When Allied forces stormed the beaches at Normandy in June of 1944, they did so with the goal of capturing beaches that would create serve as a “supply offload” point. Of course, ultimate goal was to head east, free western Europe from Germany’s vise grip, and destroy Adolf Hitler’s regime. What many of the boys running ashore that gray morning may not have known was that, hundreds and hundreds of miles to the east, the Red Army was planning a storm of its own, a complimentary assault to the west. And it was scheduled to begin on June 22, 1944, exactly 3 years after the Germans began their conquest of Russia.
Much had changed on the Eastern Front in 3 years. Moscow had been saved early on. Stalingrad had been saved by a brilliant counteroffensive against General Paulus’ entrenched Sixth Army. And Leningrad, after two-and-a-half years of siege, starvation, and suffering, was now back in Russian hands.
The Wehrmacht had been pushed back everywhere in the east, feeling the increasingly crushing weight of the vast Red Army that had finally gotten its act together, coupled with the overwhelming production capability possessed by the Soviet Union. And the Wehrmacht was going to feel it again.
In the east, Germany fielded Army Group Centre with 1.2 million men in 63 divisions. But in his book Absolute War, Chris Bellamy gives the real score, and while it’s just a bunch of numbers, they boggle the mind. “Facing them, the Russians assembled nearly 2.4 million in 168 divisions, 12 ‘corps’ – the tank formations equating to divisions – and 20 brigades. For the first time they also had the newly formed First Polish Army – 4 divisions and 2 brigades. The balance of forces was overwhelmingly in the Russians’ favour: 36,400 guns and mortars against 9,500; 5,200 tanks against 900; and 5,300 aircraft against 1,350.”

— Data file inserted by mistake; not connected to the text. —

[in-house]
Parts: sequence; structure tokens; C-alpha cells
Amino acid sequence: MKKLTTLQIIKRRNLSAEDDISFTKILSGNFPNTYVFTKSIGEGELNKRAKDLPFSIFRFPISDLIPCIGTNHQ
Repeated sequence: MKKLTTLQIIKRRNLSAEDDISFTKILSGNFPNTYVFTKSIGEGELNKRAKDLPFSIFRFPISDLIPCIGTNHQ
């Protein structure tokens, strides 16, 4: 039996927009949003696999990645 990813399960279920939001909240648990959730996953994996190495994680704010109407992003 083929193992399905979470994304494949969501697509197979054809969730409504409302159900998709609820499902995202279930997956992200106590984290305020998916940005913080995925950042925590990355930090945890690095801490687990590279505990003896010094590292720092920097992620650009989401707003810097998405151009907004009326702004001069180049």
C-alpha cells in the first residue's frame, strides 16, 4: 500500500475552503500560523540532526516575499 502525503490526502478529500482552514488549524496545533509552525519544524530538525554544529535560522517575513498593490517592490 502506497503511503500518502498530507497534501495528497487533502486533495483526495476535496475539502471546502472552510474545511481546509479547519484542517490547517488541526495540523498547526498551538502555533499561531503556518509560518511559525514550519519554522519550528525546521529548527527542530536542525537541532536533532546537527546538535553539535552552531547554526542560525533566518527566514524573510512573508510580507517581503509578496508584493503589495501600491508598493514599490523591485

The Russians called it Operation Bagration. It was the largest Allied land operation of the Second World War, and it began just two weeks after Operation Overlord and just one week after the largest ocean operation of the war (Operation Forager).
And just like Overlord (scheduled for June 5th), Bagration ended up being delayed a day. But when the coiled spring was released, it let loose with the roar. At 5:00am, the first shots of this massive counteroffensive were fired. Every artillery piece along the front had been alloted roughly six tons of ammunition, and the rolling barrage they offered up to their German enemy was devastating. It was followed up Katyusha rocket attacks, to which the Germans had been introduced at Stalingrad, and were terrifying in their randomness. Probing attacks the previous day by company- and brigade-sized forces allowed the Russians to seek out German weaknesses. In addition, an excellent deception campaign (much like the one waged on the Normandy coasts) had caused a lot of German armor to be moved away from the main attack.
So when the tanks of the Red Army smashed into the 450-mile front, they did so with a massive 7-to-1 advantage. German resistance could do little but melt before the onslaught. When Bagration ran its course in mid August (less than 8 weeks later), Army Group Centre had largely ceased to exist. Total German losses are still unknown. And the Russians had advanced more than 300 miles to Poland’s door.
After more than 3 years of occupation and brutal butchery, the Germans had been largely evicted from Red Army territory.